Jones ran for the seat after the passing of Rep. Julie Plawecki, D-11, whom Jones knew personally and describes as “a very passionate and community-driven individual; someone, simply, with a warm heart.”
Jones first became engaged in community organizing and politics at a young age by attending events with his family and church. “I’ve been extremely active in my church, traveling all over the nation to visit our different Temples, and for as long as I can remember, being about service to the people,” Jones says. “[I went from] a drummer, to an usher, a nurse to a Junior Deacon, to now, a Senior Deacon. I’ve learned to offer a helping hand where it was needed, and ensure my brothers and sisters are taken care of!”
Juggling a budding political career with schoolwork can be hard, but Jones says he takes it all in stride, knowing he can’t be everywhere and focusing instead on where he can be. Outside of his political responsibilities, he’s also deeply involved in his school’s Black Student Union and Army ROTC. Despite the pressures, Jones says most have been supportive of his work, and one of his biggest keys to success is having a strong support system. Jones believes that “having someone in your corner” makes a world of difference.
“A robust and formidable support system allows one to navigate through life, much more rapidly,” he says, “and on a greater level as the team continues to grow.”
Known as the “Neighborhood Hope Dealer” to many, Jones hopes to bring more people—especially youth—into their communities to make a difference. It’s something he’s been passionate about since attending a Congressional Black Caucus conference in the nation’s capital a few years ago.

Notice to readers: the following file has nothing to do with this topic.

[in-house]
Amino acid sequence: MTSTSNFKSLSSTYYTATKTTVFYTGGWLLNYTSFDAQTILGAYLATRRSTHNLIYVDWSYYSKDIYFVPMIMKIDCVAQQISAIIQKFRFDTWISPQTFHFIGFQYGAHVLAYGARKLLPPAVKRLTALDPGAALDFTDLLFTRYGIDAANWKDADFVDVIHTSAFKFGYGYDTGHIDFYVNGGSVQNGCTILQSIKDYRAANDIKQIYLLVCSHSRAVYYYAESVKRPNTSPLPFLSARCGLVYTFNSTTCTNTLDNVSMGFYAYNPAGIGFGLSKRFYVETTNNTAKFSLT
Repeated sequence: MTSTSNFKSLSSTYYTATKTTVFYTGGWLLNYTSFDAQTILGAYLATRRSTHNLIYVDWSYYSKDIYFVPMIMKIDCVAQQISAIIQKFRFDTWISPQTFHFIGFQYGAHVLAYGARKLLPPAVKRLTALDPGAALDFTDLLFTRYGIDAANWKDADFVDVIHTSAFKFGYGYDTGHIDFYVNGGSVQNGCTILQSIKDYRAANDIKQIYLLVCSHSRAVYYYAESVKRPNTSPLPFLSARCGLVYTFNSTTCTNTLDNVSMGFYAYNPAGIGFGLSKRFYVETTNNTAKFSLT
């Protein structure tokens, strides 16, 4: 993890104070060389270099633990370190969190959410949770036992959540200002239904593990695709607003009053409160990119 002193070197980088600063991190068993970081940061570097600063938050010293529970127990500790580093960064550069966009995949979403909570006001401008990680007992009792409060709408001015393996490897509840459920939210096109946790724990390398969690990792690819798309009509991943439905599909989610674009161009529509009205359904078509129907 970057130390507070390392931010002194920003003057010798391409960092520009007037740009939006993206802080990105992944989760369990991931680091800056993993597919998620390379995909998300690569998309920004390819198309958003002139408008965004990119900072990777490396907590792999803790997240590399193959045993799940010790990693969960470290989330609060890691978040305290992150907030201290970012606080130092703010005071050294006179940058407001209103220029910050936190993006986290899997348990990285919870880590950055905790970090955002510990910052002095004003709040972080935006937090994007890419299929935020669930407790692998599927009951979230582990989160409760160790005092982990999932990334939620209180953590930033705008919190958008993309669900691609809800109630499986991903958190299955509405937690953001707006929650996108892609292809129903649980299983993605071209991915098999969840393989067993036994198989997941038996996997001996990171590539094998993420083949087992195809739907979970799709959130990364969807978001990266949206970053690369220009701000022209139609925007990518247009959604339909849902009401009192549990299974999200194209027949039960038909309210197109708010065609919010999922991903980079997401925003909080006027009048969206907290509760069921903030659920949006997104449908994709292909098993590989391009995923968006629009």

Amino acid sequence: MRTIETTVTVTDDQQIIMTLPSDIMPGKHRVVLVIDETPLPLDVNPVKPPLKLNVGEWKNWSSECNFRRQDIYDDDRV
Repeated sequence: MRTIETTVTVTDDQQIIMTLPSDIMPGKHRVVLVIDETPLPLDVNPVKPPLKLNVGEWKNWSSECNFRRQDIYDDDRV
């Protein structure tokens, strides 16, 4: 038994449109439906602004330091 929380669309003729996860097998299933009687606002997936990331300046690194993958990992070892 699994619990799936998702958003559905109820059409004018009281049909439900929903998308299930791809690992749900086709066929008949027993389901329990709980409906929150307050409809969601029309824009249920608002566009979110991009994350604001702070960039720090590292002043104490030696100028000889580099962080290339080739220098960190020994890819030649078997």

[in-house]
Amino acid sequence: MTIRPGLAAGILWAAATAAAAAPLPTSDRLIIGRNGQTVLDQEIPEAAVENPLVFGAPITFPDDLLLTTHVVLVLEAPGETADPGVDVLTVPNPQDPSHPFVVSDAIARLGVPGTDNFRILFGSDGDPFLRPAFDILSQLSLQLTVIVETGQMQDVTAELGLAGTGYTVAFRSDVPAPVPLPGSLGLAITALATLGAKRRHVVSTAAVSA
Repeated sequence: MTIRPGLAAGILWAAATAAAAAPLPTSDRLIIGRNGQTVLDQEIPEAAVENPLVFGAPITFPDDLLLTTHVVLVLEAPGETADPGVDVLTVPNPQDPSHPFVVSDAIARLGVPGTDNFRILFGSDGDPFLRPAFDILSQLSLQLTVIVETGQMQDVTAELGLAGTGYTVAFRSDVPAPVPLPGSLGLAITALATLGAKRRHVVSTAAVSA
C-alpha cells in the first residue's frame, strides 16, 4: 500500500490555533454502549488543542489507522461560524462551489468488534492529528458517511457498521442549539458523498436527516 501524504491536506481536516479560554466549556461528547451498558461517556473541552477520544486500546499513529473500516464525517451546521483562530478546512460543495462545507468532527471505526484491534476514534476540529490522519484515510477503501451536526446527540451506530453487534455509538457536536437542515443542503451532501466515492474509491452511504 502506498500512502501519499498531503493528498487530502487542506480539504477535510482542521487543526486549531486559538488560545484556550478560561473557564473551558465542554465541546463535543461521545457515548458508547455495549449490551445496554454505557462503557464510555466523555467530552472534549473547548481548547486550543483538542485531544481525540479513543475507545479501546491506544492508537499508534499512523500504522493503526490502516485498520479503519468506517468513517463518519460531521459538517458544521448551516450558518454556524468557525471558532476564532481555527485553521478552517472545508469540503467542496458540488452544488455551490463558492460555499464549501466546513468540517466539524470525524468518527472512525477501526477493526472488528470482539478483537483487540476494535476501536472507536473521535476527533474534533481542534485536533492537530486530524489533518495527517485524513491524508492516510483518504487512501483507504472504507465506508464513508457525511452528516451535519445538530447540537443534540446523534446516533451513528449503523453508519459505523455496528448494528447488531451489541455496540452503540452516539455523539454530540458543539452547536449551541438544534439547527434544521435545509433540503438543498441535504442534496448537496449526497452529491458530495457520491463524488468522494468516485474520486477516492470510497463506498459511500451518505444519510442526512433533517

“There are plenty of opportunities [to be involved]—one can become a precinct delegate, or just a concerned citizen/community organizer with some sort of community organization, or simply behind an issue that they’re passionate about,” Jones explains. “Really, all it takes is getting off the sidelines. Start talking to people, and the door will be opened.”
This attitude toward community change has propelled Jones into the national spotlight and leadership roles in his community, where he intends to promote “the classic approach, through grassroots organizing and educating and expanding the electorate.” All of this comes at a time when politics in America couldn’t be more divisive, with tensions high across the nation, including Michigan. When asked about his advice on bridging gaps in the local community, Jones is optimistic and direct.
“Everyone’s experiencing the same issues,” Jones says. “We need to begin working together, lay it all out on the table, and bring the diversity of opinion and ideas to the forefront to make sure we are truly working for the betterment of society. We need to have more conversations, listening to understand, rather than listening to respond.”
Already, Jones has the mindset of a seasoned leader, and true to his new service position in state government, the representative-elect is most excited to meet new people, bring resources to his neighbors, and see the greater community succeed.
“In the future, I am looking forward to seeing the fruition of the movement that’s going on—young people are making huge strides.”
Eleven time Grammy Award Winner Pastor Shirley Caesar will add another trophy to her mantle as the Recording Academy announced her as part of the 2017 class of Lifetime Achievement Award recipients. Pastor Caesar will receive her award during the Grammy Awards on Sunday February 12th, 2017.
Read the source article at GospelFlava.com
It’s that time of year again! December is here and so are all the many festivities of the season. But, what is all the fuss about?